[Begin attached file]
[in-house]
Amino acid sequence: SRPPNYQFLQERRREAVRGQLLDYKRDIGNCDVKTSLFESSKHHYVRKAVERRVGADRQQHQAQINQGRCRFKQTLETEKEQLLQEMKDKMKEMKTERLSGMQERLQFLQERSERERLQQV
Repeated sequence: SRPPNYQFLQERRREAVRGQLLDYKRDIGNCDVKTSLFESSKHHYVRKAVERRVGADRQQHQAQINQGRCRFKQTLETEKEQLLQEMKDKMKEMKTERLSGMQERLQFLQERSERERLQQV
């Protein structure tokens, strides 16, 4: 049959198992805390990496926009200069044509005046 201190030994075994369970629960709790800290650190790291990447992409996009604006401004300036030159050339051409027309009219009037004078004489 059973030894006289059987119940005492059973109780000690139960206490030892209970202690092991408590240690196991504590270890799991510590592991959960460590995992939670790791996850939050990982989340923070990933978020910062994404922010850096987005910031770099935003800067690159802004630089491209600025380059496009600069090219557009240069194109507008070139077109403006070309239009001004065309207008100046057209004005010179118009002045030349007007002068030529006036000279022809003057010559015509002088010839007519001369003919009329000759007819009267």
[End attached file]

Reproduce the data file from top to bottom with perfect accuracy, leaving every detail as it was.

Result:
[in-house]
Amino acid sequence: SRPPNYQFLQERRREAVRGQLLDYKRDIGNCDVKTSLFESSKHHYVRKAVERRVGADRQQHQAQINQGRCRFKQTLETEKEQLLQEMKDKMKEMKTERLSGMQERLQFLQERSERERLQQV
Repeated sequence: SRPPNYQFLQERRREAVRGQLLDYKRDIGNCDVKTSLFESSKHHYVRKAVERRVGADRQQHQAQINQGRCRFKQTLETEKEQLLQEMKDKMKEMKTERLSGMQERLQFLQERSERERLQQV
């Protein structure tokens, strides 16, 4: 049959198992805390990496926009200069044509005046 201190030994075994369970629960709790800290650190790291990447992409996009604006401004300036030159050339051409027309009219009037004078004489 059973030894006289059987119940005492059973109780000690139960206490030892209970202690092991408590240690196991504590270890799991510590592991959960460590995992939670790791996850939050990982989340923070990933978020910062994404922010850096987005910031770099935003800067690159802004630089491209600025380059496009600069090219557009240069194109507008070139077109403006070309239009001004065309207008100046057209004005010179118009002045030349007007002068030529006036000279022809003057010559015509002088010839007519001369003919009329000759007819009267």